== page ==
United States District Court, D. Nebraska
MEMORANDUM AND ORDER
Richard G. Kopf Senior United States District Judge
matter is before the court on preliminary review of
Petitioner William Epp's Petition for Writ of Habeas
Corpus (filing no. 8) brought pursuant to 28 U.S.C.
§ 2254. The purpose of this review is to determine
whether Petitioner's claims, when liberally construed,
are potentially cognizable in federal court. Condensed and
summarized for clarity, Petitioner's claims are:
Claim One: Neb. Rev. Stat. § 25-1233(1) (pertaining to
prisoners called as defense witnesses in criminal cases
pending outside the county of imprisonment) violates equal
protection and due process.
Claim Two: Neb. Rev. Stat. § 29-2221 (pertaining to
habitual criminals), and related statutes, that allowed the
sentencing judge and the Nebraska Department of Corrections
to effectively deprive Petitioner of “good
time” credits are unconstitutional because they
violate due process, equal protection, the Sixth Amendment,
and the Ex Post Facto Clause.
Claim Three: The imposition of the habitual offender
sentences by the sentencing judge violates the principles of
Apprendi v. New Jersey, and its progeny, because it
increased the maximum penalty for the underlying offenses
based upon facts found by a judge rather than a jury.
court determines that these claims, when liberally construed,
are potentially cognizable in federal court. However, the
court cautions Petitioner that no determination has been made
regarding the merits of these claims or any defenses to them
or whether there are procedural bars that will prevent
Petitioner from obtaining the relief sought.
THEREFORE ORDERED that:
initial review of the habeas corpus petition (filing no.
8), the court preliminarily determines that
Petitioner's claims, as they are set forth in this
Memorandum and Order, are potentially cognizable in federal
February 26, 2019, Respondent must file a
motion for summary judgment or state court records in support
of an answer. The clerk of the court is directed to set a pro
se case management deadline in this case using the following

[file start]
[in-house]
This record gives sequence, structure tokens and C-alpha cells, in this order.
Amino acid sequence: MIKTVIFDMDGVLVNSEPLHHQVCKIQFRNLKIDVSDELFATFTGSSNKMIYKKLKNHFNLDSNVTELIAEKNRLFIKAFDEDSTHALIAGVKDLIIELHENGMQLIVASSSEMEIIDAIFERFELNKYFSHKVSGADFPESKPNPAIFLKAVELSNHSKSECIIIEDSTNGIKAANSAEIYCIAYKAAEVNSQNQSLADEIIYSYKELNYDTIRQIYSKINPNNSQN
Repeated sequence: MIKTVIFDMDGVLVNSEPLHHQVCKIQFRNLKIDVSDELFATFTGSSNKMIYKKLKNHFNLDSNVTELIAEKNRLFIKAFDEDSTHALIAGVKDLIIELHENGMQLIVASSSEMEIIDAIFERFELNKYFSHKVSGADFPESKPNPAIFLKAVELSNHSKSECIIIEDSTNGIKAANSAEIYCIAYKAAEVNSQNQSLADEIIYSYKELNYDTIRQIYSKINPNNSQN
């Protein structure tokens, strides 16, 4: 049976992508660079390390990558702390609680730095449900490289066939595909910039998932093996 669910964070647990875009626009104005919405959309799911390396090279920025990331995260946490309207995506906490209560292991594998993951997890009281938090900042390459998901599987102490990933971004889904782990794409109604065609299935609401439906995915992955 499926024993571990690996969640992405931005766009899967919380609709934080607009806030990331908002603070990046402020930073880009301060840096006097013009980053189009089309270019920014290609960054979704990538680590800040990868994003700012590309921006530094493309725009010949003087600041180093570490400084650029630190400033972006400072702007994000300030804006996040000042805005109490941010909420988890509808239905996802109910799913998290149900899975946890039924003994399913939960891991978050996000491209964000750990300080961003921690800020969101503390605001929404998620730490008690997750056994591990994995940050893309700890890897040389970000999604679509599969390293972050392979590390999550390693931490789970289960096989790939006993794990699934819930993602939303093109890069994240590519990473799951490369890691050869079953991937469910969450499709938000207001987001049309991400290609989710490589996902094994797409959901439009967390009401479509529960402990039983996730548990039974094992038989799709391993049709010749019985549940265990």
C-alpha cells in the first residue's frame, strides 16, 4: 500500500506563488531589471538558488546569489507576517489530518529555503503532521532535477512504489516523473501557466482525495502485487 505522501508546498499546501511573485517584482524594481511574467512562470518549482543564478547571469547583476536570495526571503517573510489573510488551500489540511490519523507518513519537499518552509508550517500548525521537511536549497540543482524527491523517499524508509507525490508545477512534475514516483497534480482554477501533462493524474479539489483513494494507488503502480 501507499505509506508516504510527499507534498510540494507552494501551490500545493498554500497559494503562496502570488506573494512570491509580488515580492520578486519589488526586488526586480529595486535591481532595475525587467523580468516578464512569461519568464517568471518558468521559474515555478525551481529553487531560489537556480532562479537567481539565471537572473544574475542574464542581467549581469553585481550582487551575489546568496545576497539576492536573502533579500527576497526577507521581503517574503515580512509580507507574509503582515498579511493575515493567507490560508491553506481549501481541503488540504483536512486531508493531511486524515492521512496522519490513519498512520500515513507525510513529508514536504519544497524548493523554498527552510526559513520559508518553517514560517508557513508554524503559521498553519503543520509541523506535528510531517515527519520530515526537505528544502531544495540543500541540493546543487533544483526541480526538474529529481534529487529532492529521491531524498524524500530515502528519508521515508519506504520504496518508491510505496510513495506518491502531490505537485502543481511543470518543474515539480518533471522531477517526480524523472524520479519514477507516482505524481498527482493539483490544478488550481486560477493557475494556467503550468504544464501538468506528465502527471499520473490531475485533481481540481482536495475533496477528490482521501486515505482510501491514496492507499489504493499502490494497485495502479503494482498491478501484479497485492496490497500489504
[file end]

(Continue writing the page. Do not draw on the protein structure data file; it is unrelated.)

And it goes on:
text: February 26, 2019: deadline for
Respondent to file state court records in support of answer
or motion for summary judgment.
Respondent elects to file a motion for summary judgment, the
following procedures must be followed by Respondent and
A. The motion for summary judgment must be accompanied by a
separate brief, submitted at the time the motion is filed.
B. The motion for summary judgment must be supported by any
state court records that are necessary to support the motion.
Those records must be contained in a separate filing
entitled: “Designation of State Court Records in
Support of Motion for Summary Judgment.”
C. Copies of the motion for summary judgment, the
designation, including state court records, and
Respondent's brief must be served on Petitioner
except that Respondent is only required to provide
Petitioner with a copy of the specific pages of the record
that are cited in Respondent's motion and brief. In the
event that the designation of state court records is deemed
insufficient by Petitioner or Petitioner needs additional
records from the designation, Petitioner may file a motion
with the court requesting additional documents. Such motion
must set forth the documents requested and the reasons the
documents are relevant to the cognizable claims.
D. No later than 30 days following the filing of the motion
for summary judgment, Petitioner must file and serve a brief
in opposition to the motion for summary judgment. Petitioner
may not submit other ...